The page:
Managed care and low-income populations: recent state experiences

Published on May 1, 1998in Health Affairs5.711
· DOI :10.1377/hlthaff.17.3.238
Marsha Lillie-Blanton21
Estimated H-index: 21
(Johns Hopkins University),
Barbara Lyons8
Estimated H-index: 8
(Johns Hopkins University)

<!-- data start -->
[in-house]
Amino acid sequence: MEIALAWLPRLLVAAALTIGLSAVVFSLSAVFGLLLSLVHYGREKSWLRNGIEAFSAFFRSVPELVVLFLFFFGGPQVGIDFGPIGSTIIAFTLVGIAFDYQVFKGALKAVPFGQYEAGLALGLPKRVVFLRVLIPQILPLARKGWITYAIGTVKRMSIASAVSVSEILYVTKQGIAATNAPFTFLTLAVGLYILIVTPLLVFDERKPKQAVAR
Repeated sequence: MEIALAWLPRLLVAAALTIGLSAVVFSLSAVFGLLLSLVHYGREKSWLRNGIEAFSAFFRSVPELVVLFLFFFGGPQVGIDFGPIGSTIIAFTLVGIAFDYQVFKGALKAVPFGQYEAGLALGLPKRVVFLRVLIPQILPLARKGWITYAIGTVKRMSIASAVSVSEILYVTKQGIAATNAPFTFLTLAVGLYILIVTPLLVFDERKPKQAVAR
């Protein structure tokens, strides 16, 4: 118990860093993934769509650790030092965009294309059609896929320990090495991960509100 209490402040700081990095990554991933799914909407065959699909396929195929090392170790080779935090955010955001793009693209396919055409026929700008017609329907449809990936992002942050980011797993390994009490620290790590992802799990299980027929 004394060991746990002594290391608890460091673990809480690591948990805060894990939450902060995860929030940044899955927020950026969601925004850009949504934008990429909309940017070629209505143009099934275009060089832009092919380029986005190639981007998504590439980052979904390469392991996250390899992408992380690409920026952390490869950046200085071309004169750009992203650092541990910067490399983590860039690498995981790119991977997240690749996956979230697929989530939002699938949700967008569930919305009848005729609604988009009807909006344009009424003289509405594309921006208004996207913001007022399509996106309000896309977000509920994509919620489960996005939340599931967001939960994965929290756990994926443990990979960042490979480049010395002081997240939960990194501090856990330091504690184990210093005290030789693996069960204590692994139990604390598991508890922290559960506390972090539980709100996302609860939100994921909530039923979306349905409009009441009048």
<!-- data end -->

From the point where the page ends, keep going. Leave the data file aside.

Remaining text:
ABSTRACT: This DataWatch examines the relationship between managed care enrollment and access to care for low-income adults with Medicaid and compares their experience with that of low-income, privately insured managed care enrollees. Medicaid managed care enrollees are more likely than low-income, privately insured managed care enrollees to be poorer, have health problems, and experience access problems. Compared with low-income populations in fee-for-service care, managed care enrollees, whether in Medicaid or privately insured, are not appreciably different in having a usual source of care, having a regular provider, or emergency room use but report more problems in obtaining care and are more likely to be dissatisfied with their health plans.
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